Selecting The Right Cage For Your Bird

I like to think of my bird’s cage as her bedroom – a happy place, with lots of stuff to do, that belongs to her.  I respectfully try keep out, except when it needs cleaning or toy changes.  A cage needs to provide safety, security, and comfort for your bird and peace of mind for you in knowing that she will be okay while you are out of the house.

If you are looking for a new cage, or buying your first, here are some rules of thumb to go by:


Birds are active creatures. Always try to get the largest cage you can that has bar spacing still suitable to your species.  A parrot needs to exercise it’s wings and must have enough unobstructed room to do so. 

This means that you should look for a cage that is larger your bird’s wing span with several inches on each side to spare.  This allows for any toys or perches that are in the cage and could injure the bird during vigorous activity.  If you have a long-tailed parrot, remember to plan for room for that too!  Your parrot should be able to turn in any direction without bumping any part of its body, wings or tail against anything.

If you have separate sleeper cages for your parrots, a smaller one is okay.  I bought Theo, my goffins cockatoo, a travel sized cage (30″X20″X18″) that would never be suitable for daytime use, but is perfect to provide her a good night’s sleep.  We haven’t gotten her in it, because she is not yet comfortable with it, but we are working on it.

* Bar spacing is an important consideration.  

If the spacing is too wide for the smaller species, a head can get caught in the bars.  It’s amazing how a head will fit through the bars in one direction and suddenly become so large that it won’t come out the way it went in.

Also, it makes negotiation around the cage difficult for little feet. Likewise, a larger bird in a cage with too small bar spacing can get a foot caught in the bars.

Appropriate bar spacing:

1/4″ – 1/2″   –    finches, canaries

1/2″    –   budgies, lovebirds, parrotlets

1/2″ – 5/8″   –   cockatiels, ringnecks, doves, pigeons

5/8″ – 3/4″   –   conures, poicephalus, caiques, pionus, jardines

3/4″ – 1″   –   Amazons, african greys, mini macaws, goffins cockatoos

1″ – 1.5″   –   large macaws, large cockatoos


Easy and practical to service

Does it have slide out trays for easy bottom cleaning?   Can you service the food dishes from outside the cage? Is the front door large enough to easily and safely remove your parrot?  Is it on wheels?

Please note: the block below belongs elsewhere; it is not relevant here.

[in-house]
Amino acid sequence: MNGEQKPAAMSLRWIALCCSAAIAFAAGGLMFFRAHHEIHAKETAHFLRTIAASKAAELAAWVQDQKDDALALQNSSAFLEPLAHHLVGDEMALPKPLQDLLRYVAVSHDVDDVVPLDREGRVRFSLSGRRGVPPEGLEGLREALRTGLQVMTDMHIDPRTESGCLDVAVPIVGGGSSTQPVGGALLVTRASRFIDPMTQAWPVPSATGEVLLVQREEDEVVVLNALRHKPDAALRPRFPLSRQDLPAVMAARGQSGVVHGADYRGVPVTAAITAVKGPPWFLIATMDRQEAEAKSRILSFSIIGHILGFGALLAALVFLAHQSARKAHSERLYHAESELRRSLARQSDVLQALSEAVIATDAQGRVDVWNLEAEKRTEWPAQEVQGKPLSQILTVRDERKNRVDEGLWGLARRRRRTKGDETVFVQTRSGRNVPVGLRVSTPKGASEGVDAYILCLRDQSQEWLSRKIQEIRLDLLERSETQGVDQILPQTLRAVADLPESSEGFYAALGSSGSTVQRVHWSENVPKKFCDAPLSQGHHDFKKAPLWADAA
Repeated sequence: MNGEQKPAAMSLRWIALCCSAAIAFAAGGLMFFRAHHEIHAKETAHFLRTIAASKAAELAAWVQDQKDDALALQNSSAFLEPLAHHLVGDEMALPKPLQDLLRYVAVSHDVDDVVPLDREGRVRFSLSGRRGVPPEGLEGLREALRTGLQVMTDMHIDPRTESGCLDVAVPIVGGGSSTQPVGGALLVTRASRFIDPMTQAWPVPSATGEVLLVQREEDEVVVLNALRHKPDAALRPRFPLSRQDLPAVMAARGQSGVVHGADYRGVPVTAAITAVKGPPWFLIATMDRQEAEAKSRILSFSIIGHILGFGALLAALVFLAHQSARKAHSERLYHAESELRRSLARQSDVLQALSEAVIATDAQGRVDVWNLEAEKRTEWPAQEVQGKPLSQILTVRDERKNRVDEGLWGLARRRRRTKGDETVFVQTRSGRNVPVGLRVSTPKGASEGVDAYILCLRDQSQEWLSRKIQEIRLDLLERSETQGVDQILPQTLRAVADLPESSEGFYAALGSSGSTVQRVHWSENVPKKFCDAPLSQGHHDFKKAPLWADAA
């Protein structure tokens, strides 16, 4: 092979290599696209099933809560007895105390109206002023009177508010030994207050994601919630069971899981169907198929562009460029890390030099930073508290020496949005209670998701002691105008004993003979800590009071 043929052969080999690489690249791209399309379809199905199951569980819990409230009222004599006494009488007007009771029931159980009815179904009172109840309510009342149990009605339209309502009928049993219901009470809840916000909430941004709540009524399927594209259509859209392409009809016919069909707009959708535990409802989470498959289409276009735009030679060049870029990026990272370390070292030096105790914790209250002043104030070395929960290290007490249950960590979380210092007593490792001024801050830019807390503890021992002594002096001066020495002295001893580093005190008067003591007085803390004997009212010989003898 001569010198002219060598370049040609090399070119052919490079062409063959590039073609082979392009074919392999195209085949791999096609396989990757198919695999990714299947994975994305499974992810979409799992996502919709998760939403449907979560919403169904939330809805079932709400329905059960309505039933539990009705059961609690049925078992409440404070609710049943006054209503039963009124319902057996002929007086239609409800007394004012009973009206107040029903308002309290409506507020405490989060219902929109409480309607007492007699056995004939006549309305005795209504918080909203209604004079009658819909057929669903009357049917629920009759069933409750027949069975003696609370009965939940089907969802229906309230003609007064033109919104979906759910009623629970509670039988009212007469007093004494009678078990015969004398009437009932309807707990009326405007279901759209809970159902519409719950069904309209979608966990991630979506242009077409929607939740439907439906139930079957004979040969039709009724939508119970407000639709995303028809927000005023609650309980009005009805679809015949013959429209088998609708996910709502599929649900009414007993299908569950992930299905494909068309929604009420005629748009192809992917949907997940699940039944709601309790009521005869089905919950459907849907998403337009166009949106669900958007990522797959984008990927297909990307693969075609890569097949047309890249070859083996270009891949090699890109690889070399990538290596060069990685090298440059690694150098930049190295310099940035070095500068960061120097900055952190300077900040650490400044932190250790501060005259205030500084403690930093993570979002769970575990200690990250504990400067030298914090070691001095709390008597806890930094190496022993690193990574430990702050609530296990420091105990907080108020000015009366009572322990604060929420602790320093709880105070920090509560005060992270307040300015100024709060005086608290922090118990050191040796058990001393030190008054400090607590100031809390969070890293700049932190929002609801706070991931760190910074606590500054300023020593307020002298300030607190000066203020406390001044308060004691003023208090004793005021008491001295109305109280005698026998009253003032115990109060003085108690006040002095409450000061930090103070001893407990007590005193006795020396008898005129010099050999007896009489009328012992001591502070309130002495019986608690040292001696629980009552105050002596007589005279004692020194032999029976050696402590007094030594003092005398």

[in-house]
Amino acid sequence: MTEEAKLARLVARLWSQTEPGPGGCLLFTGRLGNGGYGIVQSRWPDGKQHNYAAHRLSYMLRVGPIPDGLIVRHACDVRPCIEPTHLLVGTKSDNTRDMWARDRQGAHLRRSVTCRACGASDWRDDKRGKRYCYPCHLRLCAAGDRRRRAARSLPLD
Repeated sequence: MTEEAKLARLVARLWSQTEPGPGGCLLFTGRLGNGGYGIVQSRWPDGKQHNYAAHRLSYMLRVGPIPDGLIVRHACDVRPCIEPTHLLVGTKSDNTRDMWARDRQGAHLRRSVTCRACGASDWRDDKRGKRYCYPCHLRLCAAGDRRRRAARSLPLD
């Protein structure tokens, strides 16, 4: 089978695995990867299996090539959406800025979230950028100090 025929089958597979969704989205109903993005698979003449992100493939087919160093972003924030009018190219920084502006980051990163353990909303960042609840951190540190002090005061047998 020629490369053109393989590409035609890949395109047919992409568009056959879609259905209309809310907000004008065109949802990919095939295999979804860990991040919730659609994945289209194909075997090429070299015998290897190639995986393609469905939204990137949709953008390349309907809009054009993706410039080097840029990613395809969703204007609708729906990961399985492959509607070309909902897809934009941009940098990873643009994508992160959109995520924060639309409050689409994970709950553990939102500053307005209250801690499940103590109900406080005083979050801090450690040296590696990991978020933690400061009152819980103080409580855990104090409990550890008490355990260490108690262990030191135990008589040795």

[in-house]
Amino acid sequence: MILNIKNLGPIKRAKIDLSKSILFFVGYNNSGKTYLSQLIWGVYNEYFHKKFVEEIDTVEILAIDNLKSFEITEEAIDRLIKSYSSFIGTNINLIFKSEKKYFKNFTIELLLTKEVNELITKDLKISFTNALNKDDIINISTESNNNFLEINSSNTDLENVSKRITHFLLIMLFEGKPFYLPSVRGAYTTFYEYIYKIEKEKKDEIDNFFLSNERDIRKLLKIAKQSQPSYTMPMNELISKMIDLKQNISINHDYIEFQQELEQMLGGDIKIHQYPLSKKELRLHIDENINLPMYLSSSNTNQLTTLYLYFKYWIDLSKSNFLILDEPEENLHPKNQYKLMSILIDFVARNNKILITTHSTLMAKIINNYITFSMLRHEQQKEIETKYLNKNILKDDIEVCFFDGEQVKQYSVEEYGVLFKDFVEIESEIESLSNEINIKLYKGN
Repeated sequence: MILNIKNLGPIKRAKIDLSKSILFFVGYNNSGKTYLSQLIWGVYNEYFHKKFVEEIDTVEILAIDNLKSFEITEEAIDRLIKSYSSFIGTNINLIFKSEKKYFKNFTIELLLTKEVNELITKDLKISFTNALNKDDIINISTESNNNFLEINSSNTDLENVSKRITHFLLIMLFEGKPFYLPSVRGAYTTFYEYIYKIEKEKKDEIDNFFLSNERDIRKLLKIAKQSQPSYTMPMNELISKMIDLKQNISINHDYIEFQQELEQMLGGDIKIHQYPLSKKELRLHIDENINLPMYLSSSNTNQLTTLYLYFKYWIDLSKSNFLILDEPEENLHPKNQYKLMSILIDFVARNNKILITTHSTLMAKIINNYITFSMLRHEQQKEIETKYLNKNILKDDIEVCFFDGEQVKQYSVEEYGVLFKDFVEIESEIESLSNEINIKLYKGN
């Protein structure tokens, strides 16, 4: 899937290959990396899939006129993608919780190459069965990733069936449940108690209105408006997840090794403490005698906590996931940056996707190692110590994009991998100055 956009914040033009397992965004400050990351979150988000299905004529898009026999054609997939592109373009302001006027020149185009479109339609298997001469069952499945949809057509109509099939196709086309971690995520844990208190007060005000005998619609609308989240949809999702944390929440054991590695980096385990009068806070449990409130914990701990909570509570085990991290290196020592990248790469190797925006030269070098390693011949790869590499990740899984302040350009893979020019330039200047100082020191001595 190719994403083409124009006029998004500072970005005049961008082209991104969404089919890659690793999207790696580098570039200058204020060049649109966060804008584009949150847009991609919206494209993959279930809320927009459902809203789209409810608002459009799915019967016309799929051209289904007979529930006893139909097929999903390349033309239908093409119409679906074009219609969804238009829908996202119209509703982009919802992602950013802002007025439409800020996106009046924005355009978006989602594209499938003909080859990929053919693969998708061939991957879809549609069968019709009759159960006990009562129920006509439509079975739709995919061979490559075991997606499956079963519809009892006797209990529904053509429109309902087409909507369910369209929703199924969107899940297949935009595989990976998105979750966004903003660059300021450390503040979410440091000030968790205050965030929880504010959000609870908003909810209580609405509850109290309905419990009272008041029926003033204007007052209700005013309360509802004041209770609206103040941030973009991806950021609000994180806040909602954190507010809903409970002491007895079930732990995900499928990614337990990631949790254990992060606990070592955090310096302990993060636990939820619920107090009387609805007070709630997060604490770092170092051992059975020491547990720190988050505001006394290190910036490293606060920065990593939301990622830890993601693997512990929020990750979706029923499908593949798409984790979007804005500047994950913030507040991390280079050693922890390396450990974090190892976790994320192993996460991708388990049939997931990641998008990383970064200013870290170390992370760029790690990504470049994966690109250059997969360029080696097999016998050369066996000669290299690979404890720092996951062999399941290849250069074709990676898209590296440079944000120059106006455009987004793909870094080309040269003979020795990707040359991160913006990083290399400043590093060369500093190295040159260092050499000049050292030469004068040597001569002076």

Most newer cages include optional seed catchers.  They are a great help in keeping the mess under control, but they take up 8-12″ more space around the cage on each side. I don’t use mine for that reason.

Safely constructed.

Take a good look around at the cage.  Do you see anywhere that a foot could become lodged? Round dome-top cages tend to create this danger.  I know this sounds like kicking the tires when you’re buying a car, but does it feel solid when you give it a good shake? Some cheaply made cages have sides that are not welded or bolted together where toes, legs  and wings can become lodged. 

Some birds are quite capable of breaking welds and larger parrots like macaws and cockatoos need to be in a very well constructed cage. Remember that your bird will explore every inch of this cage when you are away.

If they are anything like mine, they will be devising escape plans, which will be put into action the minute the front door closes.  Each of my cages is outfitted with padlocks – 12 in all.

Non-toxic powder-coated or stainless steel.

A stainless steel is going to be the best that you can buy.  It will last a lifetime.  It won’t chip or rust and will be sturdily made.  When you buy a powder-coated cage, please make sure it isn’t from China. 

MOST of the cages made there have tested  positive for dangerous levels of lead and zinc in their powder coating. 

The cage  is the biggest investment you will make in your parrot.  It will be her home for the entirety of her life, which might be 50 or more years.  A stainless steel macaw cage will set you back more than $2,000, but when you divide this among the years of service it will provide, it doesn’t seem like so much.

There are many other cages available, costing less, that are wonderful homes to our companion parrots.  Be sure to check them carefully for safety, durability and appropriate sizing.  Don’t be afraid to contact the manufacturer for details about the cage and where it was made.

Patty Jourgensen specializes in avian health, behavior and nutrition and has been working with and caring for rescue birds since 1987.

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